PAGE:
When my husband and I announced to family and friends our decision to adopt our son, a 7-year-old boy with Down syndrome in Bulgaria, the news was not met with open arms. I knew that there would be a lot of skeptics, which is why we waited until we were pretty far along in the process to tell anyone. But I did not anticipate the pushback we were about to receive.
Everyone suddenly became an expert, and there were all sorts of questions and concerns thrown our way. I tried desperately to keep my cool and address everyone's issues in a calm manner, when all I really wanted to do was scream, "This is our life, and that is our son! You're either with us or you're not."
It's hard for people to understand loving, missing, and desperately wanting to defend and protect a child you have never even met. But that is exactly how I felt. People were attacking my child.
I was so confident in our decision to go and get our son that I was, for the most part, able to handle the criticism. But that didn't change the fact that it hurt deeply; that part was inevitable. "Why would anyone choose to raise a child with Down syndrome?" We were "crazy" (well, that one didn't really bother me as I am self-proclaimed crazy). We were going to "ruin our lives," we were going to "ruin our entire family." But the most common concern, and also the one thing that I really let get under my skin, was the idea that we were going to be ruining our 3-year-old daughter's life. "What about Ace?" They'd ask. "You might as well just push her to the side because you won't have time to pay any attention to her when you have a child with Down syndrome." The thought that my husband and I would ever do anything that would take away from the life of our little girl made me furious.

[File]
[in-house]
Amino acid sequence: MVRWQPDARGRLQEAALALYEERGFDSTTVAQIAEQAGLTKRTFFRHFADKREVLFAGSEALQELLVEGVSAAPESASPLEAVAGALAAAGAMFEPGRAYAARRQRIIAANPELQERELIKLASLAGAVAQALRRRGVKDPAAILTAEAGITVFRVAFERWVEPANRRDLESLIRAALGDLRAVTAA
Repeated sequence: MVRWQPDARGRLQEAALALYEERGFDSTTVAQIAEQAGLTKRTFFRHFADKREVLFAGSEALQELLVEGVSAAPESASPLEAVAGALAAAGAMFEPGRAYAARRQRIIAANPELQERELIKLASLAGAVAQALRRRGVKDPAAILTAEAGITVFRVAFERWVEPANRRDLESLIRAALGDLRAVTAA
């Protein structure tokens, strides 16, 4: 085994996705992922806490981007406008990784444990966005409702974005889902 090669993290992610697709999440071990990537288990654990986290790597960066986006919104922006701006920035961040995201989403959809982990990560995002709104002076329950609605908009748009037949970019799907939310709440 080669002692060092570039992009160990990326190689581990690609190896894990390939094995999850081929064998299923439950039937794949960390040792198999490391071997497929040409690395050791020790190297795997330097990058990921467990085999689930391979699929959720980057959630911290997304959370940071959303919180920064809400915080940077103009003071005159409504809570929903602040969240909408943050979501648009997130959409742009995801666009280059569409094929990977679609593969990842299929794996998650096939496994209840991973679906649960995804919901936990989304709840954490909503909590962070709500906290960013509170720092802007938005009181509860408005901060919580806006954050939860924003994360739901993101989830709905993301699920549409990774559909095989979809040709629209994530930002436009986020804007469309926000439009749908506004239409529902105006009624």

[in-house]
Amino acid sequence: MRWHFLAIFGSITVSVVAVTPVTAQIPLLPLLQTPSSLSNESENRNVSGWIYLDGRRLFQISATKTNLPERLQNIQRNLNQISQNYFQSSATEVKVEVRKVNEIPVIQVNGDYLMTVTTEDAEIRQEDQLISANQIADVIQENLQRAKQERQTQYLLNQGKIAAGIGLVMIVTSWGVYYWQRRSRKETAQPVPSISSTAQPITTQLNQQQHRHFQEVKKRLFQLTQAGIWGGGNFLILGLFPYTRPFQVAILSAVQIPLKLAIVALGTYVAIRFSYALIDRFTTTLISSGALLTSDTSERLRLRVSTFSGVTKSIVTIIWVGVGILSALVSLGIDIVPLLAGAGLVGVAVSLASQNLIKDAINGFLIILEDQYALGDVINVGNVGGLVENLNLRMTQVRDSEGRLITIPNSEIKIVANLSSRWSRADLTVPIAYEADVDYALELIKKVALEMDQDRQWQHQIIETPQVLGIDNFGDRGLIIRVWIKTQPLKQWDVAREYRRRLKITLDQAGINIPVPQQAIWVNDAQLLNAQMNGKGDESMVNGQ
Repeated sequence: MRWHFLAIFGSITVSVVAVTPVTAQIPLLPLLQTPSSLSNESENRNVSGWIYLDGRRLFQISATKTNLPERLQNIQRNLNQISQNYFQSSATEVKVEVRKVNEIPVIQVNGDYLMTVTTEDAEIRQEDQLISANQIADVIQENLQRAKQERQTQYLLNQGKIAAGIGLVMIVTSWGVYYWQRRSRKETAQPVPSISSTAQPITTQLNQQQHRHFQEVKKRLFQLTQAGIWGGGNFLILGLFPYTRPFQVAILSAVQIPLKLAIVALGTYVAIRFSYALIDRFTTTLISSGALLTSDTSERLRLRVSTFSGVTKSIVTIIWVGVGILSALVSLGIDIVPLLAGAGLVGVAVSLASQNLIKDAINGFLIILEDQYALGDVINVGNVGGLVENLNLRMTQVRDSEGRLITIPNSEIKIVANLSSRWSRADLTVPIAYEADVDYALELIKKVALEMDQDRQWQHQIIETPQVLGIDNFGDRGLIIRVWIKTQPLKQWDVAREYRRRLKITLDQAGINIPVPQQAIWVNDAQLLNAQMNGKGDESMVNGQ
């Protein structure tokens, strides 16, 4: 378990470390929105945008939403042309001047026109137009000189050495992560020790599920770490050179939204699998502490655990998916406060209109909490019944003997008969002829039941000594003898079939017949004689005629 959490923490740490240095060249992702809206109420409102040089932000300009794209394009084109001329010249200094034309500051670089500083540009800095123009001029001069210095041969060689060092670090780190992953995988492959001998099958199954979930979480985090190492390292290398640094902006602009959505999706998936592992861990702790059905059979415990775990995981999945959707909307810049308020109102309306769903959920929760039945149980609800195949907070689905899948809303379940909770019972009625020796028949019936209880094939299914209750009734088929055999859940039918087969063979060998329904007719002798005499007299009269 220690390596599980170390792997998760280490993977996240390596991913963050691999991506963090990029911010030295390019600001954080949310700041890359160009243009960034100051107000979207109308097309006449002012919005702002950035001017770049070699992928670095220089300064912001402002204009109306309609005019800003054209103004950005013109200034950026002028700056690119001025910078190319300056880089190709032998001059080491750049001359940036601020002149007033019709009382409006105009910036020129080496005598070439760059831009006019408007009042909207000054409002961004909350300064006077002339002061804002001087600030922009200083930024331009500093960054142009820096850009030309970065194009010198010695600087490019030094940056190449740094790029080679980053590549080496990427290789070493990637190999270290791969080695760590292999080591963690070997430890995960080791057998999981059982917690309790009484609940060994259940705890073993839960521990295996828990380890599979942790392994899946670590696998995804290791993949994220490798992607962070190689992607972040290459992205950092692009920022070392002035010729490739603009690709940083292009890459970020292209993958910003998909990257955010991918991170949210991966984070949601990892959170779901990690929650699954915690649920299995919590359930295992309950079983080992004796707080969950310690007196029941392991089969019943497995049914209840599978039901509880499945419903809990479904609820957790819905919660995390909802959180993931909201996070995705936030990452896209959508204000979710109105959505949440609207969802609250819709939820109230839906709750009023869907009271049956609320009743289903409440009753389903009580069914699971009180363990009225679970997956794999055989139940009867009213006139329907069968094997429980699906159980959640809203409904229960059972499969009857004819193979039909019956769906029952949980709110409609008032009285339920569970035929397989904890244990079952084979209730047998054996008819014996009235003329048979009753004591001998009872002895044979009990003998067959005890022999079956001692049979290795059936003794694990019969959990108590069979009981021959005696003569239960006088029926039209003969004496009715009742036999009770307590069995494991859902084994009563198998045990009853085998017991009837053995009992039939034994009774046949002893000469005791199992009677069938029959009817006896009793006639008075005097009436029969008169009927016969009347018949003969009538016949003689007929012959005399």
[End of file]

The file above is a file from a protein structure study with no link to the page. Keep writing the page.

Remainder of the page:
Any doubt that I had ever allowed to creep in along the way, was quickly erased on our first trip to Bulgaria to meet Archie. He and Ace had an instant connection that I can't even begin to explain, or even really understand myself. She jumped up and down the entire first day we were there. When he first saw her, he looked at her with a confused "what the heck is this girl doing?" look. Then our translator told him, "That's your sister." His face immediately lit up and he hugged her. And that was that.
Watching Ace hang out all day in an orphanage with kids who had all different types of special needs -- kids who did not look "cute" or "beautiful" by our world's standards -- loving on them, and caring for them, I knew all was right.
Ace understands Down syndrome as much as any 5-year-old can. We talk a lot in our house about accepting others no matter what. Being kind to everyone, no matter how different they are from us. And that is the most important message we can instill in our children. Jewel put it best when she said, "in the end, only kindness matters." We as parents get so wrapped up in trivial things, bogged down by the stresses of raising children in today's crazy competitive world, that we often forget what truly matters. Being good to people. Being kind to everyone.
Watch Ace talk about her brother in this YouTube video that now has almost 500,000 views:
Ace and Archie were made for each other. She is his protector, his boss, his teacher, his security blanket. He is her world. I have witnessed her defend him with a fiery passion to friends if they even think about leaving him out of something. And I have overheard her sticking up for him in conversations with kids she doesn't even know. She is often asked, "What's wrong with him?" Her answers always vary, but my favorite was the other day at a playground when a little boy asked her, "What's wrong with your brother?" And she replied, "Nothing's wrong with him, he's just from Bulgaria."